We received on the 26th a very interesting letter from Lad which told in intimate detail just what happened in the process of induction to the US Army from the time I said goodbye to him at the Derby railroad station to the time he mailed the letter. An excerpt from his letter is attached as part of a Report on the doings of you boys prepared for family and friends. I am also enclosing a play which Uncle Ted mailed to me which may cause a whimsical smile to adorn your countenance.

 

Peabodys, Uncle Rex, Aunt Ella, Russell and _______ Peabody, Deer Park, Wisc., Aug., 1934

Uncle Rex, Aunt Ella, Russell and ___ Peabody

Aug., 1934, Deer Park, Wisc.

A recent letter from Grandma will be particularly interesting to you and Dan who met the Rex Peabody’s on your way west. She says; (quoting from Rex’s letter) I know you will be interested to hear of a tornado which passed on a narrow path about 1 ½ miles west of us last Wednesday, May 13, at 3 PM Serious damage occurred in spots from a little northwest of new Richmond to as far away as Cumberland. The little house I built on the old Peabody farm is unharmed, but the addition my sisters put on is slightly battered by wreckage from the barn. The big house has lost all three chimneys. The roof from the main part is gone, but there is still a roof over the East part in over the North addition. Kenneth and family have moved into the other house. The barn and granary are scattered from where they stood to the road north. A few pieces are even north of the cemetery. The foundation still stands and the stanchions are in place. While there was no loss of life, one girl from a home north of here is not expected to live.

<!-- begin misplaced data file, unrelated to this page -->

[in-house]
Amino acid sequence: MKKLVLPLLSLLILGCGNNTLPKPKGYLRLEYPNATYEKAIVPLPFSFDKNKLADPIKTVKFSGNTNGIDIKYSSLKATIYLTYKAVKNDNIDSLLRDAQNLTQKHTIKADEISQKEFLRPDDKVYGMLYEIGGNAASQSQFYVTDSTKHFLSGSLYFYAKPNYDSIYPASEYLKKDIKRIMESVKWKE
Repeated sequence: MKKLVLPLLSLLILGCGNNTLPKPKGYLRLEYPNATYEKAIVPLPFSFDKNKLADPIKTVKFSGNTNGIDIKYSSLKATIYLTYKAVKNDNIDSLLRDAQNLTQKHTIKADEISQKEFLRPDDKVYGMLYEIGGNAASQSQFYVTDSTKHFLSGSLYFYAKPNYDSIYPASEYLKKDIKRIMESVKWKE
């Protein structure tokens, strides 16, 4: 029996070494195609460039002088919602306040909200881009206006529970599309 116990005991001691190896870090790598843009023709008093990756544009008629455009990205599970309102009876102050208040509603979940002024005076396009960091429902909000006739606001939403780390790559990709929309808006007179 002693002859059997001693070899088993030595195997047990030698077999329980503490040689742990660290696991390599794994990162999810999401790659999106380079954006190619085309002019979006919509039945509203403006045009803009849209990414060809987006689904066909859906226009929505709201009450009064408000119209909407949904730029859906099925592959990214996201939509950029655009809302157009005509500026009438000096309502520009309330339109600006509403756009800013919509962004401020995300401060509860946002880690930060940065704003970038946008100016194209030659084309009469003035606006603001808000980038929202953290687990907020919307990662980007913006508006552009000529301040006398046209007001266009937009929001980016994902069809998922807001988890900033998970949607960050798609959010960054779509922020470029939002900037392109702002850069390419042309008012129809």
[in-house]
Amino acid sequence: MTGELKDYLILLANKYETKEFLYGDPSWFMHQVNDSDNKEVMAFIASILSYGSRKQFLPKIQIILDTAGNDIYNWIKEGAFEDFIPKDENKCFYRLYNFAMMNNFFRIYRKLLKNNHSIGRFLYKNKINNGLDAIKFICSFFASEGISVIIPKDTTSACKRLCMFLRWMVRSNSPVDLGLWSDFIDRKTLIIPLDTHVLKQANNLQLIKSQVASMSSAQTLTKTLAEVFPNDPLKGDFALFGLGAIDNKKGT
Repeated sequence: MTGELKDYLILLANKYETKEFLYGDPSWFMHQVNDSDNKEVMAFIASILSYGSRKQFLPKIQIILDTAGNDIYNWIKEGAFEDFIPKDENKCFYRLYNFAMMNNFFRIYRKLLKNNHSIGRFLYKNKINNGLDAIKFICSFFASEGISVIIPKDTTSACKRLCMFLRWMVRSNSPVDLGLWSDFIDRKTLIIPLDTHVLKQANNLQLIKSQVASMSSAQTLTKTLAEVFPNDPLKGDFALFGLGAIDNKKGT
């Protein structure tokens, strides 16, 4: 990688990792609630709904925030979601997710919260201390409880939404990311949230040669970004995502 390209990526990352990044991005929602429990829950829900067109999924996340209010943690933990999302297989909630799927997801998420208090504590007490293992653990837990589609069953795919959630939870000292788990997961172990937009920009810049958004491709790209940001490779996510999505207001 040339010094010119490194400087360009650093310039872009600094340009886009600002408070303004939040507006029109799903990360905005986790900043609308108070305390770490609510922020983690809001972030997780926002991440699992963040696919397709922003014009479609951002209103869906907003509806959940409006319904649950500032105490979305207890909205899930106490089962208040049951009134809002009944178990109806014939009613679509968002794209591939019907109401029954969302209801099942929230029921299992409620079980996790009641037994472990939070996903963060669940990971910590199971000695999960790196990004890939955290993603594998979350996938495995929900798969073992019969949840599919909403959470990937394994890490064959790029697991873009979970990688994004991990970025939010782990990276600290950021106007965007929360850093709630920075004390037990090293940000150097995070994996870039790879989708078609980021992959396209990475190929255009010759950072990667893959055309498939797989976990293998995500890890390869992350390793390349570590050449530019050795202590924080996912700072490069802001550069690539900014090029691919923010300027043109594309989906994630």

Tomorrow, I’ll be posting the second half of this letter and on Wednesday, “An Occasional Report of the Guion Family, as of May 31, 1942. On Thursday and Friday, letters from Lad.

Judy Guion

Special Picture # 275 – Arla Mary Peabody Guion and Richard Peabody Guion @ 1923

As with most families, there are many pictures taken of the first child, less of the second, still less of the third and by the time you get to the fifth or sixth child, there re very few early childhood photos. Such is the case with Elizabeth (Biss), Dick and Dave. Here is the only picture I have of Dick that does not include his siblings.